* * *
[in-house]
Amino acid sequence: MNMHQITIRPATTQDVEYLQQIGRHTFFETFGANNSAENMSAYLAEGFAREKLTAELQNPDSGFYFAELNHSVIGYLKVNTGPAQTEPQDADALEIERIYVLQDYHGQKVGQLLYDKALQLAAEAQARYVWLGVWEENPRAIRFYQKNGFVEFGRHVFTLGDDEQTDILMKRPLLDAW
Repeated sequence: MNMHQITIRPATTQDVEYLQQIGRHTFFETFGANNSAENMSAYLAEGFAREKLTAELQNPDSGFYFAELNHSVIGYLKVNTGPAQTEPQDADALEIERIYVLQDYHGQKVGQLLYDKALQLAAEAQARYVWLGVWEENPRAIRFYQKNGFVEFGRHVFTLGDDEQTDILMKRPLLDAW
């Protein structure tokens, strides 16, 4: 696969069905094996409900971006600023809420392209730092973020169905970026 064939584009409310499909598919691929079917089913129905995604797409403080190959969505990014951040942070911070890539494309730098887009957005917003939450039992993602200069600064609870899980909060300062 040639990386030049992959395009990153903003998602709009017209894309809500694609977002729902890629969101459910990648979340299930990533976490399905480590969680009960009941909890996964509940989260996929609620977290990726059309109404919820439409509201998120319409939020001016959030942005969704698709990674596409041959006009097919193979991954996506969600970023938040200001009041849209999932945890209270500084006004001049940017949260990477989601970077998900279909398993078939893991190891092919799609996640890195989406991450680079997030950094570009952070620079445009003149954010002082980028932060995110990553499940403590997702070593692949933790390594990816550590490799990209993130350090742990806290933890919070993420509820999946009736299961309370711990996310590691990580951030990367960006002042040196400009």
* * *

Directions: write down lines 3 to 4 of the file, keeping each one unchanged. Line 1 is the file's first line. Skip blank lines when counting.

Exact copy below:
Repeated sequence: MNMHQITIRPATTQDVEYLQQIGRHTFFETFGANNSAENMSAYLAEGFAREKLTAELQNPDSGFYFAELNHSVIGYLKVNTGPAQTEPQDADALEIERIYVLQDYHGQKVGQLLYDKALQLAAEAQARYVWLGVWEENPRAIRFYQKNGFVEFGRHVFTLGDDEQTDILMKRPLLDAW
């Protein structure tokens, strides 16, 4: 696969069905094996409900971006600023809420392209730092973020169905970026 064939584009409310499909598919691929079917089913129905995604797409403080190959969505990014951040942070911070890539494309730098887009957005917003939450039992993602200069600064609870899980909060300062 040639990386030049992959395009990153903003998602709009017209894309809500694609977002729902890629969101459910990648979340299930990533976490399905480590969680009960009941909890996964509940989260996929609620977290990726059309109404919820439409509201998120319409939020001016959030942005969704698709990674596409041959006009097919193979991954996506969600970023938040200001009041849209999932945890209270500084006004001049940017949260990477989601970077998900279909398993078939893991190891092919799609996640890195989406991450680079997030950094570009952070620079445009003149954010002082980028932060995110990553499940403590997702070593692949933790390594990816550590490799990209993130350090742990806290933890919070993420509820999946009736299961309370711990996310590691990580951030990367960006002042040196400009």